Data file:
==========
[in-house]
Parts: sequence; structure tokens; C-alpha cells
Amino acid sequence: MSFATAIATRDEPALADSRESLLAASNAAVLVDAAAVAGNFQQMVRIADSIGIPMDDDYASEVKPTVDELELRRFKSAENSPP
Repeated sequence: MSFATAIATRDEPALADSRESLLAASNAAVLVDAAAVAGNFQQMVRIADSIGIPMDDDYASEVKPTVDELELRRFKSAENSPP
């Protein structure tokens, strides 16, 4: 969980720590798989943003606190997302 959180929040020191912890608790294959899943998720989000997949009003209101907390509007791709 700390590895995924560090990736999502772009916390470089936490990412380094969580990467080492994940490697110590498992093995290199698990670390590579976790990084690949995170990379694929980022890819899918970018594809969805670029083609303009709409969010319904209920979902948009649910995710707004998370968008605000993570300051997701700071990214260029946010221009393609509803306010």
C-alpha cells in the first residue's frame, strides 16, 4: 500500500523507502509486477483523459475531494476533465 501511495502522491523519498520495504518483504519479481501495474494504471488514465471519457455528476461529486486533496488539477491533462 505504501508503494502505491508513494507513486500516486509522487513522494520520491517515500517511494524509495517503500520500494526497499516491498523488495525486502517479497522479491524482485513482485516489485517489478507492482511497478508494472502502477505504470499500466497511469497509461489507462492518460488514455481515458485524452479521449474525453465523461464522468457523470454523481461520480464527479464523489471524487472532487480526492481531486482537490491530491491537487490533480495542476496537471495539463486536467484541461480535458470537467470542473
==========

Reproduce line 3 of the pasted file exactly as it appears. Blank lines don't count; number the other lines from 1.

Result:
Amino acid sequence: MSFATAIATRDEPALADSRESLLAASNAAVLVDAAAVAGNFQQMVRIADSIGIPMDDDYASEVKPTVDELELRRFKSAENSPP